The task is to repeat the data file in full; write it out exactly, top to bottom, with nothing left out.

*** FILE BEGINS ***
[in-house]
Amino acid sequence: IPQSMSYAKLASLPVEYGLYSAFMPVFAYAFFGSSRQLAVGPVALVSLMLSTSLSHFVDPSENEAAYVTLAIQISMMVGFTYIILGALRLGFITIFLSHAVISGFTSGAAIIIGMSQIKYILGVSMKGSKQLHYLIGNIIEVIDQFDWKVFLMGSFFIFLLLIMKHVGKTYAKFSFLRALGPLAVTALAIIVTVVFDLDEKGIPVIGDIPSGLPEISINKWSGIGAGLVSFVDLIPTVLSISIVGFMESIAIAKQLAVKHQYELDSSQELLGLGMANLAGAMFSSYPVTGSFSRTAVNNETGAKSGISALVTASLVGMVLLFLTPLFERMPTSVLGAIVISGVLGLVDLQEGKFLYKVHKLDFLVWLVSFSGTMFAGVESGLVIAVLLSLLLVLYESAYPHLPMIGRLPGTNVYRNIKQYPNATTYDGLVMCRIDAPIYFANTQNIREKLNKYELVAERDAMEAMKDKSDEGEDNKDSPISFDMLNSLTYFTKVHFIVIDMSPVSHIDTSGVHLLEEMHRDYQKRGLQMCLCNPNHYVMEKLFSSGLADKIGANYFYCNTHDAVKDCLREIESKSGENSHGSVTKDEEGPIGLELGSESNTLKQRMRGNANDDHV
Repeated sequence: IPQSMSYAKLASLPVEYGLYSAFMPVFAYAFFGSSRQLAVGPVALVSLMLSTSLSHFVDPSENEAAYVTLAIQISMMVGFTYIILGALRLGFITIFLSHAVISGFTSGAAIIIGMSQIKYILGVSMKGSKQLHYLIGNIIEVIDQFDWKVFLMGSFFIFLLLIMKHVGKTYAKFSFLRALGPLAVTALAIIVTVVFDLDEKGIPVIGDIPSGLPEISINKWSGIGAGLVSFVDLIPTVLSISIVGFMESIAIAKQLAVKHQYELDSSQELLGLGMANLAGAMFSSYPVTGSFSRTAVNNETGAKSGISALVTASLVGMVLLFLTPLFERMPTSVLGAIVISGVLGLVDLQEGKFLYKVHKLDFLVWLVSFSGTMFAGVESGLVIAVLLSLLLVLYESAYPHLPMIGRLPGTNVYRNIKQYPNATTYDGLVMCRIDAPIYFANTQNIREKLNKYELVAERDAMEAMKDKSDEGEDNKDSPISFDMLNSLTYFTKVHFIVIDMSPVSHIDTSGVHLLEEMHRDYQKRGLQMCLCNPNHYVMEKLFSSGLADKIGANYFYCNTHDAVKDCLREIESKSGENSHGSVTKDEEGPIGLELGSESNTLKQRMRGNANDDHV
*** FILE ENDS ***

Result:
[in-house]
Amino acid sequence: IPQSMSYAKLASLPVEYGLYSAFMPVFAYAFFGSSRQLAVGPVALVSLMLSTSLSHFVDPSENEAAYVTLAIQISMMVGFTYIILGALRLGFITIFLSHAVISGFTSGAAIIIGMSQIKYILGVSMKGSKQLHYLIGNIIEVIDQFDWKVFLMGSFFIFLLLIMKHVGKTYAKFSFLRALGPLAVTALAIIVTVVFDLDEKGIPVIGDIPSGLPEISINKWSGIGAGLVSFVDLIPTVLSISIVGFMESIAIAKQLAVKHQYELDSSQELLGLGMANLAGAMFSSYPVTGSFSRTAVNNETGAKSGISALVTASLVGMVLLFLTPLFERMPTSVLGAIVISGVLGLVDLQEGKFLYKVHKLDFLVWLVSFSGTMFAGVESGLVIAVLLSLLLVLYESAYPHLPMIGRLPGTNVYRNIKQYPNATTYDGLVMCRIDAPIYFANTQNIREKLNKYELVAERDAMEAMKDKSDEGEDNKDSPISFDMLNSLTYFTKVHFIVIDMSPVSHIDTSGVHLLEEMHRDYQKRGLQMCLCNPNHYVMEKLFSSGLADKIGANYFYCNTHDAVKDCLREIESKSGENSHGSVTKDEEGPIGLELGSESNTLKQRMRGNANDDHV
Repeated sequence: IPQSMSYAKLASLPVEYGLYSAFMPVFAYAFFGSSRQLAVGPVALVSLMLSTSLSHFVDPSENEAAYVTLAIQISMMVGFTYIILGALRLGFITIFLSHAVISGFTSGAAIIIGMSQIKYILGVSMKGSKQLHYLIGNIIEVIDQFDWKVFLMGSFFIFLLLIMKHVGKTYAKFSFLRALGPLAVTALAIIVTVVFDLDEKGIPVIGDIPSGLPEISINKWSGIGAGLVSFVDLIPTVLSISIVGFMESIAIAKQLAVKHQYELDSSQELLGLGMANLAGAMFSSYPVTGSFSRTAVNNETGAKSGISALVTASLVGMVLLFLTPLFERMPTSVLGAIVISGVLGLVDLQEGKFLYKVHKLDFLVWLVSFSGTMFAGVESGLVIAVLLSLLLVLYESAYPHLPMIGRLPGTNVYRNIKQYPNATTYDGLVMCRIDAPIYFANTQNIREKLNKYELVAERDAMEAMKDKSDEGEDNKDSPISFDMLNSLTYFTKVHFIVIDMSPVSHIDTSGVHLLEEMHRDYQKRGLQMCLCNPNHYVMEKLFSSGLADKIGANYFYCNTHDAVKDCLREIESKSGENSHGSVTKDEEGPIGLELGSESNTLKQRMRGNANDDHV